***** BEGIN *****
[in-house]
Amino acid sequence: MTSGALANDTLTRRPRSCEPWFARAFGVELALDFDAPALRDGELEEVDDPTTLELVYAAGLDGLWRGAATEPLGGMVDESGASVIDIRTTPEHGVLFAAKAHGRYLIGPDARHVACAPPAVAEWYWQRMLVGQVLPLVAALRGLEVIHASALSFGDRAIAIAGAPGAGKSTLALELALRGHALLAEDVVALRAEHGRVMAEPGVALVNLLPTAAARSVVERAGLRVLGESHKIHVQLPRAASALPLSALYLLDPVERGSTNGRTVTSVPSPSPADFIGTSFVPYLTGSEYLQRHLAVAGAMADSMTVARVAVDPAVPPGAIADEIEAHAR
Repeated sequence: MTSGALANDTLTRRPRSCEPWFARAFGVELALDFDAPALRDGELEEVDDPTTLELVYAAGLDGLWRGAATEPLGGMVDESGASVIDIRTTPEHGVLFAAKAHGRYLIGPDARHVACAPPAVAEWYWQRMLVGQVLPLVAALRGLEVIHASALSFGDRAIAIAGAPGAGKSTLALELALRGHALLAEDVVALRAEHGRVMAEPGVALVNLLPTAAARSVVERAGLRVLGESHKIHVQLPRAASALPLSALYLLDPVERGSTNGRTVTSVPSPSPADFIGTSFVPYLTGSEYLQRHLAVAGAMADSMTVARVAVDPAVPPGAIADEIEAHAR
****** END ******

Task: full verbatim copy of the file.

[in-house]
Amino acid sequence: MTSGALANDTLTRRPRSCEPWFARAFGVELALDFDAPALRDGELEEVDDPTTLELVYAAGLDGLWRGAATEPLGGMVDESGASVIDIRTTPEHGVLFAAKAHGRYLIGPDARHVACAPPAVAEWYWQRMLVGQVLPLVAALRGLEVIHASALSFGDRAIAIAGAPGAGKSTLALELALRGHALLAEDVVALRAEHGRVMAEPGVALVNLLPTAAARSVVERAGLRVLGESHKIHVQLPRAASALPLSALYLLDPVERGSTNGRTVTSVPSPSPADFIGTSFVPYLTGSEYLQRHLAVAGAMADSMTVARVAVDPAVPPGAIADEIEAHAR
Repeated sequence: MTSGALANDTLTRRPRSCEPWFARAFGVELALDFDAPALRDGELEEVDDPTTLELVYAAGLDGLWRGAATEPLGGMVDESGASVIDIRTTPEHGVLFAAKAHGRYLIGPDARHVACAPPAVAEWYWQRMLVGQVLPLVAALRGLEVIHASALSFGDRAIAIAGAPGAGKSTLALELALRGHALLAEDVVALRAEHGRVMAEPGVALVNLLPTAAARSVVERAGLRVLGESHKIHVQLPRAASALPLSALYLLDPVERGSTNGRTVTSVPSPSPADFIGTSFVPYLTGSEYLQRHLAVAGAMADSMTVARVAVDPAVPPGAIADEIEAHAR